logical conclusion that any uninformed reader would make by comparing the sub-heading with
the content, is that the interviewer is telling us in a land with such beautiful
Pentecostals, the press reports must be wrong or even a fake.
The second article is even worse. Apartheid is openly defended. The author states that
the reason for the polemic around South Africa lies in the country's strategic importance,
that apartheid exists all over the world and that it is unavoidable. He says it is a
political lie that whites in South Africa oppress blacks. The whites, he says, are much
further developed than the blacks and communism (for him obviously the only alternative to
apartheid) will bring famine over the country. He also states that most of the violence in
the country is black-on-black violence and if a black government would take over, a civil
war will break out between the black tribes.
Most of these statements are debatable, while some of them are the typical racist
jargon of the far right in South Africa. Articles like that does not help the oppressed
black Pentecostals, neither does it help progressive church leaders like Isak Burger who
is doing his best to lead his church out of the isolated ruins of apartheid into a
Pentecostal experience of unity. But it does say something of racial attitudes still
persistent amongst European Pentecostals.
Racism played (and is still playing) a role not only in South Africa, but virtually in
all Pentecostal churches all over the world. The fact that the big role players at the
International Pentecostal Conference and its organizers were often part of predominant
segregated churches, made it very difficult to raise a voice against apartheid, while
maintaining racist practices.
THE LOW PROFILE OF THE BLACK PENTECOSTALS
As we have already seen, black Pentecostals did not have the same exposure to the
international world - and to a great extent still do not have access to the International
Pentecostal Conference and other international platforms.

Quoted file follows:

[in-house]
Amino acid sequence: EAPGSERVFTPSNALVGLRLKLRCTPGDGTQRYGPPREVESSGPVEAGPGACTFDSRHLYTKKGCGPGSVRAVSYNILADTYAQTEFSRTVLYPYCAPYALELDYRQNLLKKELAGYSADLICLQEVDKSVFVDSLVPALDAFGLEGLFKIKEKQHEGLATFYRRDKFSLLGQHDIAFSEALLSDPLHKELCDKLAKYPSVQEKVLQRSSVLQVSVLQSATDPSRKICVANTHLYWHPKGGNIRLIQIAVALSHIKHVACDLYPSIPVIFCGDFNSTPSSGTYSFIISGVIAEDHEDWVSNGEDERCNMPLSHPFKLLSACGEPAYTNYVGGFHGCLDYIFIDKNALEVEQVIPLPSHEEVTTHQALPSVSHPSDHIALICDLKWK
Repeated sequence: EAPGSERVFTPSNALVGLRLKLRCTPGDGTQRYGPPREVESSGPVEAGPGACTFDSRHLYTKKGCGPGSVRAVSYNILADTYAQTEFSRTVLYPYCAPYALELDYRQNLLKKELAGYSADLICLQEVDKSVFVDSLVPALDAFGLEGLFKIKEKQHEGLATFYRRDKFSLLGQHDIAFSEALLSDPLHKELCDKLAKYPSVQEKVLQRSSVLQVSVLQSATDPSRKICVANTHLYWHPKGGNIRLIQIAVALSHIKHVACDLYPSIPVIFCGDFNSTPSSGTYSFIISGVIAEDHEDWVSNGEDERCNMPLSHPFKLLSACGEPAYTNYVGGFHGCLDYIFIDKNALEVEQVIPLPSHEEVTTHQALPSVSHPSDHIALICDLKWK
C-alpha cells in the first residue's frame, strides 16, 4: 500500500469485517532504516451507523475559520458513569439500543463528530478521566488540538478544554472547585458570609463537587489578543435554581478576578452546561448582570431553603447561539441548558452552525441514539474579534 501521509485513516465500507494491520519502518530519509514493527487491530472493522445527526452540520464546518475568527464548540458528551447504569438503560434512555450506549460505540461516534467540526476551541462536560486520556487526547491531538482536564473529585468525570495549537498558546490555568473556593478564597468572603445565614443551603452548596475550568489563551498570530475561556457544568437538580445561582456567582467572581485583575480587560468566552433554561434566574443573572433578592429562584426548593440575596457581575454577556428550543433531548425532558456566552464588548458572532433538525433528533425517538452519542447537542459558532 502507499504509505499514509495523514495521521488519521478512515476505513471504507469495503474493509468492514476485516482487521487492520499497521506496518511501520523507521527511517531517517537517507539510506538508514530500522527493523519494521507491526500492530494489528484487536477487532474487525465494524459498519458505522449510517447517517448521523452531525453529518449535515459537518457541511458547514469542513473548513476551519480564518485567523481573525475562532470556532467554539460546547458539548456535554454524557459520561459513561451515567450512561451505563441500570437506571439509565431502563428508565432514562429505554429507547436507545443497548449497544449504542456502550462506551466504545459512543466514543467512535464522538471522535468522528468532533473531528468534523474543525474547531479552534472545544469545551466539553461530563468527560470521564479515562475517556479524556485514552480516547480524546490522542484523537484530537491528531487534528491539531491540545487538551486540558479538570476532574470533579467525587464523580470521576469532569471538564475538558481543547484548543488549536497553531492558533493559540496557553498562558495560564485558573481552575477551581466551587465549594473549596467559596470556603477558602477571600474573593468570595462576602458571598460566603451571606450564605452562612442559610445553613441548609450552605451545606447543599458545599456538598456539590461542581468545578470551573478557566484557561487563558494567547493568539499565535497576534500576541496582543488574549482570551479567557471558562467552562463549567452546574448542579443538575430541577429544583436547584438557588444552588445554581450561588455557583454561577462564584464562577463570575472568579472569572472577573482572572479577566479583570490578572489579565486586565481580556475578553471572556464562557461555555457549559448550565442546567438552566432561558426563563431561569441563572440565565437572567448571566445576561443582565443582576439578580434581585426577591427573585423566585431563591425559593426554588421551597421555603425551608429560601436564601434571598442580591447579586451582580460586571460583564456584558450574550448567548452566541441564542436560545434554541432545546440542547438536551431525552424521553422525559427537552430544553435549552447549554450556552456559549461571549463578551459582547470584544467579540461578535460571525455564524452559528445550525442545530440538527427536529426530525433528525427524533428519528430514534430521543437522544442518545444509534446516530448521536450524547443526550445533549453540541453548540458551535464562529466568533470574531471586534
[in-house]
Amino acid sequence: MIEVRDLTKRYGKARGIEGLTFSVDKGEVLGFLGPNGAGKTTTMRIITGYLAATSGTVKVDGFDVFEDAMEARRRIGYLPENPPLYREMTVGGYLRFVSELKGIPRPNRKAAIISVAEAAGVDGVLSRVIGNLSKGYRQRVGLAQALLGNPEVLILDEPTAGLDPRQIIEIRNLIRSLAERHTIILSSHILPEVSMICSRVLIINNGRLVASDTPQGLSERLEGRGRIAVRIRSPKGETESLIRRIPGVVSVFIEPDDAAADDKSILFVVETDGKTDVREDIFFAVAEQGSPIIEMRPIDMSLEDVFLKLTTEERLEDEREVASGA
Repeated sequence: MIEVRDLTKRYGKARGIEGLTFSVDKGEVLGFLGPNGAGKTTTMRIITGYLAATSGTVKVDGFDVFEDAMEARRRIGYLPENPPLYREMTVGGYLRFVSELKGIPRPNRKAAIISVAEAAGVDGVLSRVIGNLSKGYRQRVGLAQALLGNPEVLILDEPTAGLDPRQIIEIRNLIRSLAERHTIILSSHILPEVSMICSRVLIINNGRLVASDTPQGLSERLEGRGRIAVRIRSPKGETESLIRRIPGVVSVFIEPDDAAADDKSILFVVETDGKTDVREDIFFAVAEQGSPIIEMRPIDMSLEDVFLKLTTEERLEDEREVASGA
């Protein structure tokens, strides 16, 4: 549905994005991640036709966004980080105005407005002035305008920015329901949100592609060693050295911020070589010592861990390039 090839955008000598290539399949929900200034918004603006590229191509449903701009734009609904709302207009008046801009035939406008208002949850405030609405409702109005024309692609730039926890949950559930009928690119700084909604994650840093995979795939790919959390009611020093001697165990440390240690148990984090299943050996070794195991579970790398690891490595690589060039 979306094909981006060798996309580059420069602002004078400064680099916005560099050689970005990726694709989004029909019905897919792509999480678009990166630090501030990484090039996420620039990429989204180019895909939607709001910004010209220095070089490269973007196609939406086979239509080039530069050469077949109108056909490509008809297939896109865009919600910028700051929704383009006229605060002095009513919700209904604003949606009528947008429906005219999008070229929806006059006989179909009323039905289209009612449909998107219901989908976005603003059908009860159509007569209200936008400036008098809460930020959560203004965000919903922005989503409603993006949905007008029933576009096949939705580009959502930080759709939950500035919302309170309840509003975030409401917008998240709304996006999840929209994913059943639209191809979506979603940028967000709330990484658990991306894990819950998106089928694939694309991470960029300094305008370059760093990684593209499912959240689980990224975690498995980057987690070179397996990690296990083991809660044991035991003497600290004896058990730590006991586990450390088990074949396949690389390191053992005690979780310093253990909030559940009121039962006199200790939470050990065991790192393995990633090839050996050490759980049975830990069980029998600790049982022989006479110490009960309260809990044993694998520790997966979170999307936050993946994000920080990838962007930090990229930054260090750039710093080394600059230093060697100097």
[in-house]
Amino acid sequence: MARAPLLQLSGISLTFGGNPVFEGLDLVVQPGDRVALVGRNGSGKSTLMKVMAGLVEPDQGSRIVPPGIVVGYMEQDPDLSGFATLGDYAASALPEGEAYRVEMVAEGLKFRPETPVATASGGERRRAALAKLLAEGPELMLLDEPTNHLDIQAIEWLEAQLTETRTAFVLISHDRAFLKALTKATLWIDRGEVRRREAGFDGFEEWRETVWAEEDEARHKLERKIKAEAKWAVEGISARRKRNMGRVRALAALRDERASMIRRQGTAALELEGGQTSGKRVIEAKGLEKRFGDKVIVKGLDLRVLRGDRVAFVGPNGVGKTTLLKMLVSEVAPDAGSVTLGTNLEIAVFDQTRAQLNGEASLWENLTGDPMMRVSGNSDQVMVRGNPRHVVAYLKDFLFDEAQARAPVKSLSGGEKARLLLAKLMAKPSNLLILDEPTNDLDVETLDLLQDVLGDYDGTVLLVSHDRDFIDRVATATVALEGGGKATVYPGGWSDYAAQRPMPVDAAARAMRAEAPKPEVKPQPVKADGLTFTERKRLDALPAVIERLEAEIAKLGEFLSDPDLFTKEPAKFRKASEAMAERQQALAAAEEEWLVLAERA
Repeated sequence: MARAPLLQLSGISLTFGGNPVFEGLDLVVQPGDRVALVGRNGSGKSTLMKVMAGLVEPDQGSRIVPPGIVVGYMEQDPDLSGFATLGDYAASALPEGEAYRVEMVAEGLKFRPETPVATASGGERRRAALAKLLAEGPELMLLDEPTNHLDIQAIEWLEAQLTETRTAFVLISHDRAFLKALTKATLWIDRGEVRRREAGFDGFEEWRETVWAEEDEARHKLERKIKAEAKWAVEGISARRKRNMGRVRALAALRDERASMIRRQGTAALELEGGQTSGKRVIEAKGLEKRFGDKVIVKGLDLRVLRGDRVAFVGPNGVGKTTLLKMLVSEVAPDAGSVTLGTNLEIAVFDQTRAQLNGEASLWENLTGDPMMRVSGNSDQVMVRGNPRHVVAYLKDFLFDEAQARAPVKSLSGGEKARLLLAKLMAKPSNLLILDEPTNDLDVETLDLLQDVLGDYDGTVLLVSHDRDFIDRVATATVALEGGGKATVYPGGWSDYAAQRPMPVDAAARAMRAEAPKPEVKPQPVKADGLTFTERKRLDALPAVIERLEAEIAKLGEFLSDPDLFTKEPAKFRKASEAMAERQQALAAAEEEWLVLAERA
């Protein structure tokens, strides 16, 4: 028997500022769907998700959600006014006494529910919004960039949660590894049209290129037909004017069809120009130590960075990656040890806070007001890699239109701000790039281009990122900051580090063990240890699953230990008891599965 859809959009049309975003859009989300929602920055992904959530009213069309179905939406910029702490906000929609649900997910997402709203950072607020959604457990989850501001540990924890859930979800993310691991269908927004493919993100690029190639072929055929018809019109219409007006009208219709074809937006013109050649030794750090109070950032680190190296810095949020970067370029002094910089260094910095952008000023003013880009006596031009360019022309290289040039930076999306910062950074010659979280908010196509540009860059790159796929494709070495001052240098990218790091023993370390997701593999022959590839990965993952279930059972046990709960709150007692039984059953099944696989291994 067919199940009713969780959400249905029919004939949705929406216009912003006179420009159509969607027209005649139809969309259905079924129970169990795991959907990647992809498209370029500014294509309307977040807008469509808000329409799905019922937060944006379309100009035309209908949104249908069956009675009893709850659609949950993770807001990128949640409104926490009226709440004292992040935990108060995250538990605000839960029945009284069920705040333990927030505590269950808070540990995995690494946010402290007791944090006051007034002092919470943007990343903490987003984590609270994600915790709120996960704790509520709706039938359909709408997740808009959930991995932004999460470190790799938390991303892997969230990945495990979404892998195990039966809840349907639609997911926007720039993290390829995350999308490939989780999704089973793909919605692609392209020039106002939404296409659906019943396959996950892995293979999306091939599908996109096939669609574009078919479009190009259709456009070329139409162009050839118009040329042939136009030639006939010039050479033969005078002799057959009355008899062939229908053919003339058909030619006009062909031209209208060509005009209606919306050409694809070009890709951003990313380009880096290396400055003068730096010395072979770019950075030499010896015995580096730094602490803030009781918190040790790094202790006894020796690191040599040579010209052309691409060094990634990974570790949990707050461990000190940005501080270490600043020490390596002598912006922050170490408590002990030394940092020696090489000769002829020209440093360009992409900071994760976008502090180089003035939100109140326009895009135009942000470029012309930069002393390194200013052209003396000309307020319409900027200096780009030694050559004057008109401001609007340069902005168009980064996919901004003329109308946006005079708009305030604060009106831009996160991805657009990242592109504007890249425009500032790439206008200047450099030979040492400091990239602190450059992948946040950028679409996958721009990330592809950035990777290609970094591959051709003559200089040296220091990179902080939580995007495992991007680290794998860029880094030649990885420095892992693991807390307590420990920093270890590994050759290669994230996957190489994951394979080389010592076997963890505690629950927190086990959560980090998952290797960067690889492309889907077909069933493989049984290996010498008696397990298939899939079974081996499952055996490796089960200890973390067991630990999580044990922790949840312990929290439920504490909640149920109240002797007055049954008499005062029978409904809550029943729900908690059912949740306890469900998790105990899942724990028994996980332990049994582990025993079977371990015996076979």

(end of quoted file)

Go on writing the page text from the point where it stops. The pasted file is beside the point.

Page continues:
Frank Chikane, member of the Committee for Dogmatics, Ethics and Liturgy of the
composite section and Japie Lapoorta, vice-president of the composite section, were the
first black leaders who gained an international audience to state their case.
But it is also true that meaningful criticism against church apartheid in the AFM
emerged only in the late seventies amongst that so-called coloured section. In the fifties
the coloured section even supported GR Wessels move to become a Nationalist senator -
despite the fact that it costed them their vote.(101)
There was also protest from a so-called coloured pastor when it became known that a
colleague had baptised a white lady.(102) This does not
mean that there was no protest against church apartheid. As far back as 1955 there were
voices asking for a coloured overseer to replace the white missionary,(103)
but these requests were strongly opposed in the district council and always rejected by
the white workers council.
It is only since the formation of the composite section in 1990 that all the black members of the AFM are condemning apartheid with one voice. It is only in the last ten years - in the case of the African section, only the last six or seven years - that young progressive leaders replaced the older leaders who were very loyal to the white section.(104)
The conservative black leaders made it very difficult for the international community
to take up their cause while they were not interested in it.
There are possibly many more reasons why European and other international Pentecostals
turned a blind eye to apartheid. Some reasons might be good, others mere excuses for our
lack of concern. It is not my intention to go into all the reasons. This is just a small
epilogue "lest anyone should boast!" We all stand guilty before God: the
liberals and conservatives, Africans and Europeans, whites and even blacks. May the Holy
Spirit guide the Pentecostal movement through repentance and confession to cross the
racial borders once again! May the Spirit of Azusa Street be revived amongst us! And may
the colour line (and also the cultural and ideological lines) be washed away in the blood!
PS. Thank God for those who cared enough not to mind their own business, but to make
apartheid their business, amongst them charismatic leader Bryn Jones and Walter
Hollenweger, member of the Reformed Church, but from our ranks and at heart a Pentecostal.
His writings play a major role in the thinking of progressive Pentecostals in southern
Africa, as is evident from The Relevant Pentecostal Witness.
1. J. Deotis Roberts, BLACK THEOLOGY IN DIALOGUE, (The Westminister Press, Philadelphia, 1987), p. 59.
2. B. Breytenbach, SKUINSKYK, in Die Suid-Afrikaan, No. 33 (DSA Publications, Cape Town, July/July 1991), p.3.
4. The Apostolic Faith Mission of Namibia was founded on January, 19, 1991. It was actually a unification of three sections, the so-called black, white and coloured sections, formerly linked with similar sections in South Africa.